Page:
For applications where the workload depends on application input that can vary widely, delay the decision about the number of threads to employ until runtime when the input sizes can be examined. Examples of workload input parameters that affect the thread count include things like matrix size, database size, image/video size and resolution, depth/breadth/bushiness of tree-based structures, and size of list based structures. Similarly, for applications designed to run on systems where the processor count can vary widely, defer the number of threads to employ until application run-time when the machine size can be examined.

For applications where the amount of work is unpredictable from the input data, consider using a calibration step to understand the workload and system characteristics to aid in choosing an appropriate number of threads. If the calibration step is expensive, the calibration results can be made persistent by storing the results in a permanent place like the file system.

Avoid simultaneously using more threads than the number of processing units on the system. This situation causes the operating system to multiplex threads on the processors and typically yields sub-optimal performance.

When developing a library as opposed to an entire application, provide a mechanism whereby the user of the library can conveniently select the number of threads used by the library, because it is possible that the user has higher-level parallelism that renders the parallelism in the library unnecessary or even disruptive.

Use the num_threads clause on parallel regions to control the number of threads employed and use the if clause on parallel regions to decide whether to employ multiple threads at all. The omp_set_num_threads routine can also be used, but it also affects parallel regions created by the calling thread. The num_threads clause is local in its effect, so it does not impact other parallel regions. The disadvantages of explicitly setting a number of threads are:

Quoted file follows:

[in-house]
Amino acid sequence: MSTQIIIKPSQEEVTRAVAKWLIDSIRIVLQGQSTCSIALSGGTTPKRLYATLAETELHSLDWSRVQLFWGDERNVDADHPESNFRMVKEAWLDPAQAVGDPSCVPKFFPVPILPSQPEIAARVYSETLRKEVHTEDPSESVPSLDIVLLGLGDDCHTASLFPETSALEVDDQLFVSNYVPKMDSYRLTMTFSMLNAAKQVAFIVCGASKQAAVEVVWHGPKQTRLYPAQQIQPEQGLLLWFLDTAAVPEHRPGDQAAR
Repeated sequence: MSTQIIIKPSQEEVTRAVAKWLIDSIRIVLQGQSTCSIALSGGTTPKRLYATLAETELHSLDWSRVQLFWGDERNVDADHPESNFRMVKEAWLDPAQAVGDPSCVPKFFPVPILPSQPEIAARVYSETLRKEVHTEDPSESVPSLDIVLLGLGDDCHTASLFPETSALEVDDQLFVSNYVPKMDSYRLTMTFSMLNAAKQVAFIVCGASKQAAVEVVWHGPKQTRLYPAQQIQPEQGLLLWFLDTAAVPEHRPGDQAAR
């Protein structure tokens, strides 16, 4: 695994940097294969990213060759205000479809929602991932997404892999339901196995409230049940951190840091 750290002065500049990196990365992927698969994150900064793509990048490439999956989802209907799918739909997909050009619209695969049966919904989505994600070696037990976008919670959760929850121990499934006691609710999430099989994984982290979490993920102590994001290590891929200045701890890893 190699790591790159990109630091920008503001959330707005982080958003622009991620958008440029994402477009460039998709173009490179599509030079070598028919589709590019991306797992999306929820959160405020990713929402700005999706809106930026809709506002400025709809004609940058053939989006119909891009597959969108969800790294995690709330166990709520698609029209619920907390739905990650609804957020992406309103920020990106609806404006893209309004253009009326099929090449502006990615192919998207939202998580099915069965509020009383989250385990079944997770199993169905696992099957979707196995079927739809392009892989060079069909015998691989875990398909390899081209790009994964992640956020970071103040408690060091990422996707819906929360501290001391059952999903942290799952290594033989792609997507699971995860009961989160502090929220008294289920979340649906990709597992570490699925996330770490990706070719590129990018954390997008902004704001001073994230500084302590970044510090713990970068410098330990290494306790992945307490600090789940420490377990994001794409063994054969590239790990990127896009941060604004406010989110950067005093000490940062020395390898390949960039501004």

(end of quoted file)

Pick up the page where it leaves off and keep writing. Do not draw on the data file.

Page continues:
1. In a system with a large number of processors, your application will use some but not all of the processors.

  2. In a system with a small number of processors, your application may force over subscription that results in poor performance.

The Intel OpenMP runtime will create the same number of threads as the available number of logical processors unless you use omp_set_num_threads routine. To determine the actual limits, use omp_get_thread_limit() and omp_get_max_active_levels(). Developers should carefully consider their thread usage and nesting of parallelism to avoid overloading the system. The OMP_THREAD_LIMIT environment variable limits the number of OpenMP* threads to use for the whole OpenMP* program. The OMP_MAX_ACTIVE_LEVELS environment variable limits the number of active nested parallel regions.

For more complete information about compiler optimizations, see our Optimization Notice.